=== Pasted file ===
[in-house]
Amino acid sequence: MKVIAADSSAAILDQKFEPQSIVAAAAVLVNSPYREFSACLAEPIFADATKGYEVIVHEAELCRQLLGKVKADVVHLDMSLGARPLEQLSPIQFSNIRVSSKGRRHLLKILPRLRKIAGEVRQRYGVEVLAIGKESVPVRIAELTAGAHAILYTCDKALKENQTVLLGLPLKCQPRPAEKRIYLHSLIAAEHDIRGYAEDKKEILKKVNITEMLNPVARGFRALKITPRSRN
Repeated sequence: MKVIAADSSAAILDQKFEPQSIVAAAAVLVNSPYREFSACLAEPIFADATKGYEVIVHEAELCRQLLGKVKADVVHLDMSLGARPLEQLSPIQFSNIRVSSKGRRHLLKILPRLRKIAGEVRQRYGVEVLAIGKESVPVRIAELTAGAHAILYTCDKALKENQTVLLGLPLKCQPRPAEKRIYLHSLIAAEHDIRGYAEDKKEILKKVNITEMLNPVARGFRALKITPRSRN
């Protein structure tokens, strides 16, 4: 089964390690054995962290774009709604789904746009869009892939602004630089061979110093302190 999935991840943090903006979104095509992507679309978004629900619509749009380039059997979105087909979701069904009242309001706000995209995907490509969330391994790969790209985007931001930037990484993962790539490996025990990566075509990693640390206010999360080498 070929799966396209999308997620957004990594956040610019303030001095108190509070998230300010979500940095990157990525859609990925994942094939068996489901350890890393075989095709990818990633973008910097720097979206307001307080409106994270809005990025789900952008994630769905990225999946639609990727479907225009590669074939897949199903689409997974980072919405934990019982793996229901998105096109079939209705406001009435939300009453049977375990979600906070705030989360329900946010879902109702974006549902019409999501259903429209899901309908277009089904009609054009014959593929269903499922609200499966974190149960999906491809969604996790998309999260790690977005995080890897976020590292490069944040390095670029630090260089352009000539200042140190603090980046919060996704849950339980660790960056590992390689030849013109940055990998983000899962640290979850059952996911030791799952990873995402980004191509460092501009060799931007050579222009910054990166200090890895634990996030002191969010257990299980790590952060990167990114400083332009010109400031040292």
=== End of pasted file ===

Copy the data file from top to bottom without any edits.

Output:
[in-house]
Amino acid sequence: MKVIAADSSAAILDQKFEPQSIVAAAAVLVNSPYREFSACLAEPIFADATKGYEVIVHEAELCRQLLGKVKADVVHLDMSLGARPLEQLSPIQFSNIRVSSKGRRHLLKILPRLRKIAGEVRQRYGVEVLAIGKESVPVRIAELTAGAHAILYTCDKALKENQTVLLGLPLKCQPRPAEKRIYLHSLIAAEHDIRGYAEDKKEILKKVNITEMLNPVARGFRALKITPRSRN
Repeated sequence: MKVIAADSSAAILDQKFEPQSIVAAAAVLVNSPYREFSACLAEPIFADATKGYEVIVHEAELCRQLLGKVKADVVHLDMSLGARPLEQLSPIQFSNIRVSSKGRRHLLKILPRLRKIAGEVRQRYGVEVLAIGKESVPVRIAELTAGAHAILYTCDKALKENQTVLLGLPLKCQPRPAEKRIYLHSLIAAEHDIRGYAEDKKEILKKVNITEMLNPVARGFRALKITPRSRN
């Protein structure tokens, strides 16, 4: 089964390690054995962290774009709604789904746009869009892939602004630089061979110093302190 999935991840943090903006979104095509992507679309978004629900619509749009380039059997979105087909979701069904009242309001706000995209995907490509969330391994790969790209985007931001930037990484993962790539490996025990990566075509990693640390206010999360080498 070929799966396209999308997620957004990594956040610019303030001095108190509070998230300010979500940095990157990525859609990925994942094939068996489901350890890393075989095709990818990633973008910097720097979206307001307080409106994270809005990025789900952008994630769905990225999946639609990727479907225009590669074939897949199903689409997974980072919405934990019982793996229901998105096109079939209705406001009435939300009453049977375990979600906070705030989360329900946010879902109702974006549902019409999501259903429209899901309908277009089904009609054009014959593929269903499922609200499966974190149960999906491809969604996790998309999260790690977005995080890897976020590292490069944040390095670029630090260089352009000539200042140190603090980046919060996704849950339980660790960056590992390689030849013109940055990998983000899962640290979850059952996911030791799952990873995402980004191509460092501009060799931007050579222009910054990166200090890895634990996030002191969010257990299980790590952060990167990114400083332009010109400031040292």